If my theory is correct, Brown has been party to (and may even have devised) a political con-trick so monumental as to bring a blush to Machiavelli's cheek.

Either way, the answer is clear. He can't be trusted.

Image credit:

Gordon Brown and "British Values"

StalinI have been criticised, after just two short articles on Mr. Brown, for being unfair to him. As I move onto perhaps the most contentious of my topics, let me strive to give him his say by setting out in extenso what he has said about the British values he is so keen we should espouse.

The long quotation which follows (interspersed with my own commentary) is from his speech of 14th January 2006 to the "Britishness Conference" of the Fabian Society;

"So what is it to be British?

What has emerged from the long tidal flows of British history – from the 2,000 years of successive waves of invasion, immigration, assimilation and trading partnerships; from the uniquely rich, open and outward looking culture – is a distinctive set of values which influence British institutions.

Even before America made it its own, I think Britain can lay claim to the idea of liberty. Out of the necessity of finding a way to live together in a multinational state came the practice of toleration and then the pursuit of liberty.

So, in what seem uncontroversial enough, begins the spin. "Toleration" and "the pursuit of liberty" were not English characteristics, but had emerged from the "necessity of finding a way to live together" with such others as the Scots and Welsh.

Voltaire said that Britain gave to the world the idea of liberty. In the seventeenth century, Milton in ‘Paradise Lost’ put it as "if not equal all, yet all equally free.” Think of Wordsworth’s poetry about the “flood of British freedom”; then Hazlitt’s belief that we have and can have “no privilege or advantage over other nations but liberty”; right through to Orwell’s focus on justice, liberty and decency defining Britain. We can get a Parliament from anywhere, said Henry Grattan, we can only get liberty from England.

Thanks, Gordon, for that positive reference to England from an Irishman.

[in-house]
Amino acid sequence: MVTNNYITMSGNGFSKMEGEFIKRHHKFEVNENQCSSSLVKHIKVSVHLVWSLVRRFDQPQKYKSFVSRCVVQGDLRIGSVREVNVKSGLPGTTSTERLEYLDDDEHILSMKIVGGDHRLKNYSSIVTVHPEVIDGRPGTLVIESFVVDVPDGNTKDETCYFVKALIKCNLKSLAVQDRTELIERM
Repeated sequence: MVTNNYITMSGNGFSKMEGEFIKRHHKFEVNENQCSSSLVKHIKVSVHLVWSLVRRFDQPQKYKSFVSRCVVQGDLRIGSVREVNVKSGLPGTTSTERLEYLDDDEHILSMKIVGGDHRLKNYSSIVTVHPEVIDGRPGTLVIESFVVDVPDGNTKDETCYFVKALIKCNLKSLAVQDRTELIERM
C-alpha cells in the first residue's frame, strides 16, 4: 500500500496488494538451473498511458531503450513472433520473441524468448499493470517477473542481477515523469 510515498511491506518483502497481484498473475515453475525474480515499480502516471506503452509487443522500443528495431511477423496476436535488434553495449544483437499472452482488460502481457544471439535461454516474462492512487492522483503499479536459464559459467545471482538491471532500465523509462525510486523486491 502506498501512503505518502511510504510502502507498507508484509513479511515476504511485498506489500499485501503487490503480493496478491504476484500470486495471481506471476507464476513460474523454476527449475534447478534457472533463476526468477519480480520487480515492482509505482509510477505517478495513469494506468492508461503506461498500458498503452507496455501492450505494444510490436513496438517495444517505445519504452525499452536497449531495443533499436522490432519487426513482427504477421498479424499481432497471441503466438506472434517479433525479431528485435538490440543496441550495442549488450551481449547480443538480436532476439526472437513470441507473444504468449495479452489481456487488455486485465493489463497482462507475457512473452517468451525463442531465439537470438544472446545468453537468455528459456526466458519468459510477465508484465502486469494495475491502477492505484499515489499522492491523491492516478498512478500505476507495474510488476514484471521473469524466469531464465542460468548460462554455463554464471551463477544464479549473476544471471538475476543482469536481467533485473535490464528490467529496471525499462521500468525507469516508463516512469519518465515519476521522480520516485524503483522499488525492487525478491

So there is, as I have argued, a golden thread which runs through British history – that runs from that long ago day in Runnymede in 1215; on to the Bill of Rights in 1689 where Britain became the first country to successfully assert the power of Parliament over the King; to not just one, but four great Reform Acts in less than a hundred years – of the individual standing firm against tyranny and then – an even more generous, expansive view of liberty – the idea of government accountable to the people, evolving into the exciting idea of empowering citizens to control their own lives.

A completely warped interpretation of history there; the State only enjoys the powers that citizens give it (where else can its power come from?) How then can it empower its masters? The State may only strengthen some citizens by weakening others. By the way, there was no "Britain" at the time of Magna Carta, Gordon.

Just as it was in the name of liberty (Actually, Gordon, and as a son of the manse we might have expected you to know it, it was in the name of Christianity) that in the 1800s Britain led the world in abolishing the slave trade – something we celebrate in 2007 – so too in the 1940s in the name of liberty Britain stood firm against fascism, which is why I would oppose those who say we should do less to teach that period of our history in our schools.

It is true that our soldiers, sailors and airmen fought in the name of liberty, but the British State went to war under a treaty to protect Poland. So far did it fail in its war objectives that it "saved" Poles from one tyrant only to hand them to a worse one.

But (...he has gone on too long for his Statist tastes about Liberty. By now he really needs the disjunctive pleasure of a "but"...) woven also into that golden thread of liberty are countless strands of common, continuing endeavour in our villages, towns and cities – the efforts and popular achievements of ordinary men and women, with one sentiment in common – a strong sense of duty and responsibility: men and women who did not allow liberty to descend into a selfish individualism or into a crude libertarianism; men and women who, as is the essence of the labour movement, chose solidarity in preference to selfishness; thus creating out of the idea of duty and responsibility the Britain of civic responsibility, civic society and the public realm., Gordon, no-one contributed to civic responsibility and the public realm in Britain, but that paragon of unselfishness, "the labour movement?" That is a vile slur on every non-socialist who ever served his country in public life.

And so the Britain we admire of thousands of voluntary associations; the Britain of mutual societies, craft unions, insurance and friendly societies and cooperatives; the Britain of churches and faith groups; the Britain of municipal provision from libraries to parks; and the Britain of public service. Mutuality, cooperation, civic associations and social responsibility and a strong civic society – all concepts that after a moment's thought (a moment's thought would allow us to see the precise opposite) we see clearly have always owed most to progressive opinion in British life and thought.  The British way always – as Jonathan Sachs has suggested – more than self interested individualism – at the core of British history, the very ideas of 'active citizenship', 'good neighbour', civic pride and the public realm.